Published on August 28, 2023

Employee Burnout: Are Bad Managers to be Blamed?

Employee burnout is a prevalent issue in today’s dynamic work environment, often attributed to various factors. Among these, one factor that stands out is the role of managers. 

A recent SHRM survey uncovered that 84 percent of employees believe poorly trained managers contribute significantly to redundant work and escalate work stress. A single instance of employee burnout may not necessarily point to a problem with management, but a recurring pattern indicates deeper systemic issues. 

This article explores the complex relationship between management practices and employee burnout. If you’re a manager seeking insights on avoiding staff burnout, keep reading this article to learn about the approaches you may want to avoid.

How Managers Contribute To Employee Burnout

Leading by Example: The Hustle Mindset

The hustle culture is deeply ingrained in many workplaces, fueled by inspirational tales of leaders who achieved success through relentless dedication and exceptional hard work. These stories, while inspiring, can inadvertently exert immense pressure on employees to emulate similar work patterns, often pushing them beyond their limits. 

The actions of leaders can sometimes unintentionally undermine their own policies. For instance, a leader who promotes work-life balance but rarely takes time off or delegates tasks may send mixed messages. Employees might feel compelled to follow their leader’s actions rather than the stipulated policies, heightening their burnout risk. 

Unclear Expectations: A Recipe for Burnout

Unclear expectations refer to ambiguity in understanding the responsibilities and expected outputs tied to an employee’s role. This ambiguity can stem from a poorly defined job description or an unquantifiable workload, often leading to confusion, frustration, and burnout. Employees thrive in an environment where their roles are clearly defined, and they know what is expected of them. 

For instance, a software developer should know the scope of their projects, the expected quality of their code, and the average number of tasks they need to handle daily. While it’s challenging to quantify the exact workload, a benchmark based on industry and company standards can guide this. 

Digitization has greatly enhanced efficiency, prompting employers to allocate more tasks to employees. However, the challenge lies in understanding the demanding nature of these tasks, so it is important to consider the complexity of the tasks to avoid causing unhealthy stress levels and burnout in employees.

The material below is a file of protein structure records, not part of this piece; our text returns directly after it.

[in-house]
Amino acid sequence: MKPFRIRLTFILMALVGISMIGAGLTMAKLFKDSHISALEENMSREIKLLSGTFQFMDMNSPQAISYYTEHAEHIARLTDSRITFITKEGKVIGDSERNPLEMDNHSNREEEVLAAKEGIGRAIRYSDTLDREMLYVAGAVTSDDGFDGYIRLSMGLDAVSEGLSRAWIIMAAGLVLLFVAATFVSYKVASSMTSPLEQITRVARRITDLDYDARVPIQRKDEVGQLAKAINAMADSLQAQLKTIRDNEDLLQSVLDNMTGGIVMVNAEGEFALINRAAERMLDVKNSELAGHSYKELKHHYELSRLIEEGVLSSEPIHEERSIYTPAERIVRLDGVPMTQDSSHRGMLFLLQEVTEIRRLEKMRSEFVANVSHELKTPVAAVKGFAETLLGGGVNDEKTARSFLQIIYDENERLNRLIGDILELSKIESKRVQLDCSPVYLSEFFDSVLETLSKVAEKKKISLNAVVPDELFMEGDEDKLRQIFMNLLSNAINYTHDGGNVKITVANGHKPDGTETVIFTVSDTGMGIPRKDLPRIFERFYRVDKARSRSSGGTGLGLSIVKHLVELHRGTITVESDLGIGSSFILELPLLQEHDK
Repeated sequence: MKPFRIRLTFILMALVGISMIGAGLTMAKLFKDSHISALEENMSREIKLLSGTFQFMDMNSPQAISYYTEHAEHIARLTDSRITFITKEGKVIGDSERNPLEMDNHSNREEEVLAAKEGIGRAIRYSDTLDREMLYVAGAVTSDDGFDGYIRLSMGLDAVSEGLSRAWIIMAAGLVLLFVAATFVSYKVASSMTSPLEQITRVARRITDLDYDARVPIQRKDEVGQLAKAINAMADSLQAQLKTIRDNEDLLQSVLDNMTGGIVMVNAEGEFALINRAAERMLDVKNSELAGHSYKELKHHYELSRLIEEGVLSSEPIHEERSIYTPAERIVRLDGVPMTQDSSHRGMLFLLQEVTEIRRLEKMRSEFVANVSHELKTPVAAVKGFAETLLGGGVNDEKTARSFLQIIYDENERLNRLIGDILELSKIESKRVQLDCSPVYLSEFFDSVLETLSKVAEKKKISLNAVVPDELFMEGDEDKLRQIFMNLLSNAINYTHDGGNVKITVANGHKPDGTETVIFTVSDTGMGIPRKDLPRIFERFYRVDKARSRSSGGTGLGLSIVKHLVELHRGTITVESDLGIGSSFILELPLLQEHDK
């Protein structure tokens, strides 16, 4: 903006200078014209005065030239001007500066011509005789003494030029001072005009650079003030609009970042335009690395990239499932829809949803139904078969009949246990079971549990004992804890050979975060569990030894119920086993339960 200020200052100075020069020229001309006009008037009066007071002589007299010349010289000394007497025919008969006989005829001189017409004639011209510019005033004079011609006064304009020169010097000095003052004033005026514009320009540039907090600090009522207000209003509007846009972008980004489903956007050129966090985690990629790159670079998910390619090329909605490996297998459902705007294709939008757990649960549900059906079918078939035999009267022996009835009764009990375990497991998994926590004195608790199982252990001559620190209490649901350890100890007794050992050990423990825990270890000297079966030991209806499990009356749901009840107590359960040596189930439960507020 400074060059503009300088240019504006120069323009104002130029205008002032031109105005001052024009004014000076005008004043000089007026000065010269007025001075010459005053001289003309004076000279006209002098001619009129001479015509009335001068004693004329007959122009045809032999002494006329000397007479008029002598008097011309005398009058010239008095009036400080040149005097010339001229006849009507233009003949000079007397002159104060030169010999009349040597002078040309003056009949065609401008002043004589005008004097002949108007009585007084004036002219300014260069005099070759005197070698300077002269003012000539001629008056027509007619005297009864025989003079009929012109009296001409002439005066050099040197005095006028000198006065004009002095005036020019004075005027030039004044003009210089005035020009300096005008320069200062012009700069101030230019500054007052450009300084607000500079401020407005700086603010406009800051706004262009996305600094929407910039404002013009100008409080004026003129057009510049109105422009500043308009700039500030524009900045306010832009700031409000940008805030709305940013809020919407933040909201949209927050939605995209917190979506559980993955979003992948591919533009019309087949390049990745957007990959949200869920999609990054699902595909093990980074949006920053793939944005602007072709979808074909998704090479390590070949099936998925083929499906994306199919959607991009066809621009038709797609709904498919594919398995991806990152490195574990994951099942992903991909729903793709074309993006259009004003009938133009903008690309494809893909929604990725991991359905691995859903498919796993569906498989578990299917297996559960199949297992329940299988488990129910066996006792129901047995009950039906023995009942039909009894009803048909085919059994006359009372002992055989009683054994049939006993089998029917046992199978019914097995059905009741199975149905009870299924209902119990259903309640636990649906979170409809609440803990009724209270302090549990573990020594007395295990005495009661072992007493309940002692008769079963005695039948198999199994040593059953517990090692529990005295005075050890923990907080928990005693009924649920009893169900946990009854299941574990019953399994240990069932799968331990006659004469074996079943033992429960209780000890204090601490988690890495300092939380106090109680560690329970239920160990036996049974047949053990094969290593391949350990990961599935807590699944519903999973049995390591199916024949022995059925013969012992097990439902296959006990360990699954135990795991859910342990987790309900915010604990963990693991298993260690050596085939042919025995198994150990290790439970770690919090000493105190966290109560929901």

Rewarding Workaholism: The Dangerous Precedence

A healthy work ethic is crucial for organizational success, but there’s a fine line between motivating hard work and inadvertently promoting workaholism. The distinction between diligence and unhealthy overwork can become blurred in many competitive industries. 

Praising or rewarding employees based solely on the number of hours worked rather than the quality or impact of the work can inadvertently encourage a culture of overwork. This can lead to a dangerous cycle where employees feel obliged to outdo their efforts, perpetuating burnout. 

To prevent this scenario, it’s vital to establish a balanced approach that recognizes productivity, creativity, and efficiency instead of just hours logged. This approach fosters a healthier work environment and encourages sustainable high performance. Striking this balance can ensure that employees feel valued for their results and not just their time, reducing the risk of burnout.

Remedying Employee Burnout

Taking proactive steps to remedy employee burnout benefits both employees and the organization. Providing regular breaks, flexible work hours, and clear communication about expectations can help alleviate stress. 

Moreover, employers must recognize that persistent burnout can lead to more serious workers’ comp mental health claims. As such, managers should consider seeking insurance support in deflecting liability resulting from such claims that can save thousands of dollars in such eventualities. 

Finally, fostering a culture of empathy and understanding can create a more resilient and supportive work environment. Encouraging open conversations about stress and burnout can help employees feel heard and understood, reducing the risk of burnout.

Conclusion

Effective management strategies can mitigate employee burnout, fostering a healthier work environment emphasizing balance, clear expectations, and values beyond hard work. 

Implementing effective management strategies can significantly reduce employee burnout, creating a healthier work environment that prioritizes work-life balance, provides clear expectations, and promotes values beyond solely hard work. 


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